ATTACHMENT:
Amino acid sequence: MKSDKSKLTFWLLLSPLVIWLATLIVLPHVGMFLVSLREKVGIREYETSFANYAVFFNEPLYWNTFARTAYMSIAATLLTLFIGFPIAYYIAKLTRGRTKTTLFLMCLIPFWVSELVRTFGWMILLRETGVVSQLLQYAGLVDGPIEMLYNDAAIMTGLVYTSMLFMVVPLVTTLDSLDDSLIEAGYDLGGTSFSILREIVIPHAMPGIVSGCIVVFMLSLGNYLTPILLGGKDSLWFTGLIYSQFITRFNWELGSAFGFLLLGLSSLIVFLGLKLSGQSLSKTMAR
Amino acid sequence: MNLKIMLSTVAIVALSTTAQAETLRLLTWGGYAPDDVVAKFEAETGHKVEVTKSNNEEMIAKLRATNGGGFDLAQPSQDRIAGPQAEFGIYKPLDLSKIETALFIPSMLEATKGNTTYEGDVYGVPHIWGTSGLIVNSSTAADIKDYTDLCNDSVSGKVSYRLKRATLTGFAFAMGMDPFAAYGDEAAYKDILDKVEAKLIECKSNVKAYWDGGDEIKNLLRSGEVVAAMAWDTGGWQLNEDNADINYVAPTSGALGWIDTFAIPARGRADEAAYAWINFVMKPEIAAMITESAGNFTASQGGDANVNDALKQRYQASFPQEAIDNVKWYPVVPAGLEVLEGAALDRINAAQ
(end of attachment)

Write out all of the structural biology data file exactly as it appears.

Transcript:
Amino acid sequence: MKSDKSKLTFWLLLSPLVIWLATLIVLPHVGMFLVSLREKVGIREYETSFANYAVFFNEPLYWNTFARTAYMSIAATLLTLFIGFPIAYYIAKLTRGRTKTTLFLMCLIPFWVSELVRTFGWMILLRETGVVSQLLQYAGLVDGPIEMLYNDAAIMTGLVYTSMLFMVVPLVTTLDSLDDSLIEAGYDLGGTSFSILREIVIPHAMPGIVSGCIVVFMLSLGNYLTPILLGGKDSLWFTGLIYSQFITRFNWELGSAFGFLLLGLSSLIVFLGLKLSGQSLSKTMAR
Amino acid sequence: MNLKIMLSTVAIVALSTTAQAETLRLLTWGGYAPDDVVAKFEAETGHKVEVTKSNNEEMIAKLRATNGGGFDLAQPSQDRIAGPQAEFGIYKPLDLSKIETALFIPSMLEATKGNTTYEGDVYGVPHIWGTSGLIVNSSTAADIKDYTDLCNDSVSGKVSYRLKRATLTGFAFAMGMDPFAAYGDEAAYKDILDKVEAKLIECKSNVKAYWDGGDEIKNLLRSGEVVAAMAWDTGGWQLNEDNADINYVAPTSGALGWIDTFAIPARGRADEAAYAWINFVMKPEIAAMITESAGNFTASQGGDANVNDALKQRYQASFPQEAIDNVKWYPVVPAGLEVLEGAALDRINAAQ